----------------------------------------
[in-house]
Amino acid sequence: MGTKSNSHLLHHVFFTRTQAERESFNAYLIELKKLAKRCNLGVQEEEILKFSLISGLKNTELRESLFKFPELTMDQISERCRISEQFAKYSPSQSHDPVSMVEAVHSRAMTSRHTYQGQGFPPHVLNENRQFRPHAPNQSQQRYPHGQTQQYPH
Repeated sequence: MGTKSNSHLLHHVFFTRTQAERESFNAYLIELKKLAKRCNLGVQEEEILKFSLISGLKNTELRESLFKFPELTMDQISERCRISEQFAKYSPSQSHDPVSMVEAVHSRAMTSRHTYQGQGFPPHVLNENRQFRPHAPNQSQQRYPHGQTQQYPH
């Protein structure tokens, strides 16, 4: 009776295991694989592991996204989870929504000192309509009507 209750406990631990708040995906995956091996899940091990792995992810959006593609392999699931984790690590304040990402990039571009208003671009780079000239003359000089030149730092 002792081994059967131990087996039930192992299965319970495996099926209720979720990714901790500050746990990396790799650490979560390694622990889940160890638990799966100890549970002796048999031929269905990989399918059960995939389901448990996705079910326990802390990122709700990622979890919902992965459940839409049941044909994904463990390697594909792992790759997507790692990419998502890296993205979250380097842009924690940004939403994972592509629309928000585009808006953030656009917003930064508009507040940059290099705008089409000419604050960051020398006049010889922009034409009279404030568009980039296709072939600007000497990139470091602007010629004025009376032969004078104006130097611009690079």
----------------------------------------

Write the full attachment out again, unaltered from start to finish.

[in-house]
Amino acid sequence: MGTKSNSHLLHHVFFTRTQAERESFNAYLIELKKLAKRCNLGVQEEEILKFSLISGLKNTELRESLFKFPELTMDQISERCRISEQFAKYSPSQSHDPVSMVEAVHSRAMTSRHTYQGQGFPPHVLNENRQFRPHAPNQSQQRYPHGQTQQYPH
Repeated sequence: MGTKSNSHLLHHVFFTRTQAERESFNAYLIELKKLAKRCNLGVQEEEILKFSLISGLKNTELRESLFKFPELTMDQISERCRISEQFAKYSPSQSHDPVSMVEAVHSRAMTSRHTYQGQGFPPHVLNENRQFRPHAPNQSQQRYPHGQTQQYPH
């Protein structure tokens, strides 16, 4: 009776295991694989592991996204989870929504000192309509009507 209750406990631990708040995906995956091996899940091990792995992810959006593609392999699931984790690590304040990402990039571009208003671009780079000239003359000089030149730092 002792081994059967131990087996039930192992299965319970495996099926209720979720990714901790500050746990990396790799650490979560390694622990889940160890638990799966100890549970002796048999031929269905990989399918059960995939389901448990996705079910326990802390990122709700990622979890919902992965459940839409049941044909994904463990390697594909792992790759997507790692990419998502890296993205979250380097842009924690940004939403994972592509629309928000585009808006953030656009917003930064508009507040940059290099705008089409000419604050960051020398006049010889922009034409009279404030568009980039296709072939600007000497990139470091602007010629004025009376032969004078104006130097611009690079």